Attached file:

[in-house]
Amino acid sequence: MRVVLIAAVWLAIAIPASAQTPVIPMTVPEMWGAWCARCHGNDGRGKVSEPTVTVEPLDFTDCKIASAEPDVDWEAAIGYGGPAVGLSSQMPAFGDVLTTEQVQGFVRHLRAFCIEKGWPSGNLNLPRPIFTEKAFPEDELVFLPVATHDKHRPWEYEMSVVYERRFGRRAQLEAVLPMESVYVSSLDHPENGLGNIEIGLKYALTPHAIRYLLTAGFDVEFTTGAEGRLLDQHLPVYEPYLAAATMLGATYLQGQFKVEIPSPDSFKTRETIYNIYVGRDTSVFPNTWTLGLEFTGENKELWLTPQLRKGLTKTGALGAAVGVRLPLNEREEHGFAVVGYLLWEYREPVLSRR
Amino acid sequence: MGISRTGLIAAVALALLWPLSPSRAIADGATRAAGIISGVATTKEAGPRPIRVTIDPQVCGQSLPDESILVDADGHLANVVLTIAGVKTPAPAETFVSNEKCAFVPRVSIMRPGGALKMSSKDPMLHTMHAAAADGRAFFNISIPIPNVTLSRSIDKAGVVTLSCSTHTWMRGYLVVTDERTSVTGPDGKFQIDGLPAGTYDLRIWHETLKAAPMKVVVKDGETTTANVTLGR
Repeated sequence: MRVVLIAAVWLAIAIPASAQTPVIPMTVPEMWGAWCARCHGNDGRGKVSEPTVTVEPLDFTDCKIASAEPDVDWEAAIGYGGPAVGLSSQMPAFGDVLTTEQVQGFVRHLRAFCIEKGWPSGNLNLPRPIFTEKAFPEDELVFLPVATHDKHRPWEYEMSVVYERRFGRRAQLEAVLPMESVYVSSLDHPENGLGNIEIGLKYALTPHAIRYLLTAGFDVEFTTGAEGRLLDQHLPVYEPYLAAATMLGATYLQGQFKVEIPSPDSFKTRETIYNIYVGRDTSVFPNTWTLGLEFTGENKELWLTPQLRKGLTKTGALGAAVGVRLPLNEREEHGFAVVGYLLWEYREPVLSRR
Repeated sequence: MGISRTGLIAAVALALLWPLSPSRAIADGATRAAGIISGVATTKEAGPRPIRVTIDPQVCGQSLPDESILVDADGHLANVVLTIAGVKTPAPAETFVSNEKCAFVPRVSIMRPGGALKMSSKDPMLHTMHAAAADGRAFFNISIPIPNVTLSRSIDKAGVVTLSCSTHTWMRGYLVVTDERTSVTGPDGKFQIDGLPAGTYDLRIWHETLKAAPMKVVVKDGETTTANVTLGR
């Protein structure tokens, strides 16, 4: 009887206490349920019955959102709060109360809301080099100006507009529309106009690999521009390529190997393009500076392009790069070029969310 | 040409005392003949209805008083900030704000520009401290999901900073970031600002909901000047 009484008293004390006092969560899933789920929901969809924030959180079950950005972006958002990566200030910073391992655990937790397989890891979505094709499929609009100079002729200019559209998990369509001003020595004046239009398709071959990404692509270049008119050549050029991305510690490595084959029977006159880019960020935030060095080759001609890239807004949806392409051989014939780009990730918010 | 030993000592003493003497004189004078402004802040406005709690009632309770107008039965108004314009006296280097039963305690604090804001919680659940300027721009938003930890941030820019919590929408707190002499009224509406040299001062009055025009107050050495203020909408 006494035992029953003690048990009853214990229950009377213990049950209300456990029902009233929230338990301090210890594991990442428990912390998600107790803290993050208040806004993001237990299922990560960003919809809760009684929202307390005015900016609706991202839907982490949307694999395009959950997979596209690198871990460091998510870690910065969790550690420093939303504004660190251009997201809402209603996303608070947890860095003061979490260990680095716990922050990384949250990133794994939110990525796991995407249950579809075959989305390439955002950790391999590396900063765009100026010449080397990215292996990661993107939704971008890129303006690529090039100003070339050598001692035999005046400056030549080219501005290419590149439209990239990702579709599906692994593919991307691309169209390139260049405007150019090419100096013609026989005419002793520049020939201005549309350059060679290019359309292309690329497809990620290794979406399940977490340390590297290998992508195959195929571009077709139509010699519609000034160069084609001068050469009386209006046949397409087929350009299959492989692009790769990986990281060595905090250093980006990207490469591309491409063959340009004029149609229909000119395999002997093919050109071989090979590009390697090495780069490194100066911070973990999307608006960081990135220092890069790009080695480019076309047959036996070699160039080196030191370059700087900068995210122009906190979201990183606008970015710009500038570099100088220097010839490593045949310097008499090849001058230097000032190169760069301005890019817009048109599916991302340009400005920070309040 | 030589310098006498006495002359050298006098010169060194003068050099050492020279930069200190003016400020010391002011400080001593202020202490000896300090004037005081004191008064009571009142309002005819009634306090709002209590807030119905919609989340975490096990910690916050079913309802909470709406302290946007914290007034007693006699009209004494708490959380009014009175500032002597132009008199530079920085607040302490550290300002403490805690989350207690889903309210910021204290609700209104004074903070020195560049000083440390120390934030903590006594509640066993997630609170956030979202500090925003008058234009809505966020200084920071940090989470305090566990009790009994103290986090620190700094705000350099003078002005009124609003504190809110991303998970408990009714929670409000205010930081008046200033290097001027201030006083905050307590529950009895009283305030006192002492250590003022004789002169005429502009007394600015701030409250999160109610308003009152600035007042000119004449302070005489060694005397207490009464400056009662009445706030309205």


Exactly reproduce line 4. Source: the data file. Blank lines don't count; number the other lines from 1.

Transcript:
Repeated sequence: MRVVLIAAVWLAIAIPASAQTPVIPMTVPEMWGAWCARCHGNDGRGKVSEPTVTVEPLDFTDCKIASAEPDVDWEAAIGYGGPAVGLSSQMPAFGDVLTTEQVQGFVRHLRAFCIEKGWPSGNLNLPRPIFTEKAFPEDELVFLPVATHDKHRPWEYEMSVVYERRFGRRAQLEAVLPMESVYVSSLDHPENGLGNIEIGLKYALTPHAIRYLLTAGFDVEFTTGAEGRLLDQHLPVYEPYLAAATMLGATYLQGQFKVEIPSPDSFKTRETIYNIYVGRDTSVFPNTWTLGLEFTGENKELWLTPQLRKGLTKTGALGAAVGVRLPLNEREEHGFAVVGYLLWEYREPVLSRR